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Addicted to Aggression? Brain Protein May Hold the Answer

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With apologies to Homer Simpson, we might prepare ourselves to hear, “It’s true! I’m an aggression-holic! I just can get enough aggression-hol!” Such a confession would be in keeping with a new neuroscientific finding – a protein known to accumulate in the brain’s reward center in response to pleasurable experiences, such as sex and other “highs,” also appears to be associated with aggression.

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Of course, the protein isn’t called aggression-hol. Instead, it is ΔFosB, a transcription factor known to regulate a range of reward and motivated behaviors. According to scientists based at the Perelman School of Medicine at the University of Pennsylvania and the Icahn School of Medicine at Mount Sinai, ΔFosB expression has distinct roles in two different cell types in the nucleus accumbens (NAc) – regulating aggressive behavior and its rewarding qualities.

The scientists presented their work in the Journal of Neuroscience, in an article entitled “Cell-Type-Specific Role of ΔFosB in Nucleus Accumbens in Modulating Inter-Male Aggression.” In this article, the scientists describe how they began their work by showing that ΔFosB is specifically increased in dopamine D1 receptor (Drd1)-expressing medium spiny neurons (D1-MSNs) in the NAc after repeated aggressive encounters. The scientists also report on what happened after they induced ΔFosB in different cell populations.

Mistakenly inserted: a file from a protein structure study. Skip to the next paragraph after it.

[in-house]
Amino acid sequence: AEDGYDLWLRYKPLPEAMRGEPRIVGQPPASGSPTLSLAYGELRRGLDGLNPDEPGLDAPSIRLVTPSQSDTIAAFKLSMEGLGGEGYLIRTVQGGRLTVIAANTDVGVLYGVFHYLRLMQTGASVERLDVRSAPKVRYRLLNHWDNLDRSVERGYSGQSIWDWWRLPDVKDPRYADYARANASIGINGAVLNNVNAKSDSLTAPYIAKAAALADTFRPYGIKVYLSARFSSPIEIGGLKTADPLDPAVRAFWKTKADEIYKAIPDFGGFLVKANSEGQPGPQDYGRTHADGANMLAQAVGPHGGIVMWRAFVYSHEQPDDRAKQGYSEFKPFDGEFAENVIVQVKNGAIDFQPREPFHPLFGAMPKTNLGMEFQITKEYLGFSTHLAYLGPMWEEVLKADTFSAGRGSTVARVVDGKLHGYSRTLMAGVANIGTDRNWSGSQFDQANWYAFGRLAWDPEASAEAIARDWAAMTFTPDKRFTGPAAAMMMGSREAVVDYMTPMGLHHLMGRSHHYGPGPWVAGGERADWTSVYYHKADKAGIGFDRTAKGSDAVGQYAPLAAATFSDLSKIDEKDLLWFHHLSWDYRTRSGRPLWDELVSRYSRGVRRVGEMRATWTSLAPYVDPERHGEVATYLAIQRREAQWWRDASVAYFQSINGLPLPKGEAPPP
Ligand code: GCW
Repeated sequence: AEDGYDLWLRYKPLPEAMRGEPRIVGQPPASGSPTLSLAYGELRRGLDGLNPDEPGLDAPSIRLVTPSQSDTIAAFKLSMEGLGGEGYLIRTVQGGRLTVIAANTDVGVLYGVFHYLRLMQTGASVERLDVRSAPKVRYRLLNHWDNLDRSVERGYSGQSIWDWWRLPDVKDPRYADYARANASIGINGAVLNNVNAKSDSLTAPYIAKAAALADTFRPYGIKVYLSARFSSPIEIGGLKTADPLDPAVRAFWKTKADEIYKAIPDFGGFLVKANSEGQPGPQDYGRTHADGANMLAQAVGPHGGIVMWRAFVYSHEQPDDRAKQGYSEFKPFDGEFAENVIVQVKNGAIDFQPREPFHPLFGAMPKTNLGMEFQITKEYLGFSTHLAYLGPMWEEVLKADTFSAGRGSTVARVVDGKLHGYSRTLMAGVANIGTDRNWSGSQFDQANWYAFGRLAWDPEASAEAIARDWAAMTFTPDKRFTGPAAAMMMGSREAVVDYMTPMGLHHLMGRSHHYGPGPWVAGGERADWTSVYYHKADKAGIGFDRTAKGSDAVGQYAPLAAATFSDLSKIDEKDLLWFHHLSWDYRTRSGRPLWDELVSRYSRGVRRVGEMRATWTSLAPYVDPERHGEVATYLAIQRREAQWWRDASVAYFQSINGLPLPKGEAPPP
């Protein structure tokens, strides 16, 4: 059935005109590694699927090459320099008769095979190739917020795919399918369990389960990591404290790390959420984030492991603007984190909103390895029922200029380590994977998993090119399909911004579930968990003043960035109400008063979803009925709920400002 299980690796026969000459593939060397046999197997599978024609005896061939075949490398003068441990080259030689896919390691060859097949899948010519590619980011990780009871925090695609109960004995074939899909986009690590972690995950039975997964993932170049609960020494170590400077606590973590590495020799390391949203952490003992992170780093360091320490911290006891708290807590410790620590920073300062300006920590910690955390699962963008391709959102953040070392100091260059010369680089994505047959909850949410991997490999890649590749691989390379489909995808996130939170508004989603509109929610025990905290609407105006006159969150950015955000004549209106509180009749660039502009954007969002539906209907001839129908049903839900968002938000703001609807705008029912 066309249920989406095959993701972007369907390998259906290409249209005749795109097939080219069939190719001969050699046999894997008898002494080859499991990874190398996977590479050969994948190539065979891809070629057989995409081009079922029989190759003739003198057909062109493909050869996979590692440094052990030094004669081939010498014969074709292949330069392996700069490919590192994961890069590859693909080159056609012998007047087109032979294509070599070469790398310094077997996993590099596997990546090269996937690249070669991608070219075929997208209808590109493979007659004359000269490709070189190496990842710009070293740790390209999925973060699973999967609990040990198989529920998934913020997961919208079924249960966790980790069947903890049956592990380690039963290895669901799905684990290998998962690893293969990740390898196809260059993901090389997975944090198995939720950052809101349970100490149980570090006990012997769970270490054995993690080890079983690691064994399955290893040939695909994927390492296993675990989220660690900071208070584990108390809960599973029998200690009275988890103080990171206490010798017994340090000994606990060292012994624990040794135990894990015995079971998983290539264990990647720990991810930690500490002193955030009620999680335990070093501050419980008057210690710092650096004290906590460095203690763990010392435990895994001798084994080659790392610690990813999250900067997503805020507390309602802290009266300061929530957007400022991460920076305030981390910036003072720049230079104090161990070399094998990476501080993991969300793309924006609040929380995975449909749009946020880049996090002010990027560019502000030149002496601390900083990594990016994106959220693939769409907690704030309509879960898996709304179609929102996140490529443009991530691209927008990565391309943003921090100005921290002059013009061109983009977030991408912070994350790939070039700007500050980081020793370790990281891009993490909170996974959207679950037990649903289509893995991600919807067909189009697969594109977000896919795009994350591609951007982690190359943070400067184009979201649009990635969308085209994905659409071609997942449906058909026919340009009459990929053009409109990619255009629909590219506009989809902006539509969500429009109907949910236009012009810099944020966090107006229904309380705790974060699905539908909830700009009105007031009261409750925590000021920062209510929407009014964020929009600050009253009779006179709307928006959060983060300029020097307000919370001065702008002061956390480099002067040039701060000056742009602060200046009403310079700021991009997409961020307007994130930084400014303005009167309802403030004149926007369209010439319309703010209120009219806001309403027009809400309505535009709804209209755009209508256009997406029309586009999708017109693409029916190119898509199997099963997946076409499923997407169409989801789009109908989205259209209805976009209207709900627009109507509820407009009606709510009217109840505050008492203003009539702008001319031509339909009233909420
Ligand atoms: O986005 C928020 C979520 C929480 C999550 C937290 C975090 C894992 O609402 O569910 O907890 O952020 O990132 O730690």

“Viral-mediated induction of ΔFosB selectively in D1-MSNs of NAc intensifies aggressive behavior, without affecting the preference for the aggression-paired context in a conditioned place preference (CPP) assay,” the article’s authors wrote. “In contrast, ΔFosB induction selectively in D2-MSNs reduce the time spent exploring the aggression-paired context during CPP without affecting the intensity of aggression per se.”


Essentially, the scientists found that ΔFosB expression promotes aggressive behavior, effects that are dissociable from its effects on aggression reward. “This finding,” the scientists noted, “is a significant first step in identifying therapeutic targets for the reduction of aggressive behavior across a range of neuropsychiatric illnesses.”


Mount Sinai’s Scott Russo, Ph.D., the University of Pennsylvania’s Elizabeth Heller, Ph.D., and colleagues found that higher levels of ΔFosB in NAc neurons were associated with more intense behaviors by aggressive mice defending their home cage from an intruder. Overexpressing ΔFosB in aggressive mice also increased their dominance over an opponent when they faced each other in a narrow tube.


While increased ΔFosB in D1-MSNs was associated with increased aggression intensity, mice with increased ΔFosB in D2-MSNs showed less preference for an environment where they previously encountered an intruder. The bottom line: Aggressive behavior and the motivation to act aggressively have distinct molecular bases.

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